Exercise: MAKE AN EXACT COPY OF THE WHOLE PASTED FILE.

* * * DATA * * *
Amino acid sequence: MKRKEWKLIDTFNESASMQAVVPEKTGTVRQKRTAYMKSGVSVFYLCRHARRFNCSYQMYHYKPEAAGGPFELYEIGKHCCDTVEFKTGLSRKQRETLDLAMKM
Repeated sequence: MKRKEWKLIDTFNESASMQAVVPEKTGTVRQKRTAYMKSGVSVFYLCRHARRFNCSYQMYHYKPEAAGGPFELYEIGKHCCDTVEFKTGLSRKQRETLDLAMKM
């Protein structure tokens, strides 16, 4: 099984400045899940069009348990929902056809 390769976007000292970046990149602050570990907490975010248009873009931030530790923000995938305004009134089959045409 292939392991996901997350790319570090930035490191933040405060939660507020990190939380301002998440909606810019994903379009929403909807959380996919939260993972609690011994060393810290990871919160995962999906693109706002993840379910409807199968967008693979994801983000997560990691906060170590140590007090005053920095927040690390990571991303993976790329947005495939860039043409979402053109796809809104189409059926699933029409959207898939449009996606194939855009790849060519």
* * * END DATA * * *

Amino acid sequence: MKRKEWKLIDTFNESASMQAVVPEKTGTVRQKRTAYMKSGVSVFYLCRHARRFNCSYQMYHYKPEAAGGPFELYEIGKHCCDTVEFKTGLSRKQRETLDLAMKM
Repeated sequence: MKRKEWKLIDTFNESASMQAVVPEKTGTVRQKRTAYMKSGVSVFYLCRHARRFNCSYQMYHYKPEAAGGPFELYEIGKHCCDTVEFKTGLSRKQRETLDLAMKM
């Protein structure tokens, strides 16, 4: 099984400045899940069009348990929902056809 390769976007000292970046990149602050570990907490975010248009873009931030530790923000995938305004009134089959045409 292939392991996901997350790319570090930035490191933040405060939660507020990190939380301002998440909606810019994903379009929403909807959380996919939260993972609690011994060393810290990871919160995962999906693109706002993840379910409807199968967008693979994801983000997560990691906060170590140590007090005053920095927040690390990571991303993976790329947005495939860039043409979402053109796809809104189409059926699933029409959207898939449009996606194939855009790849060519």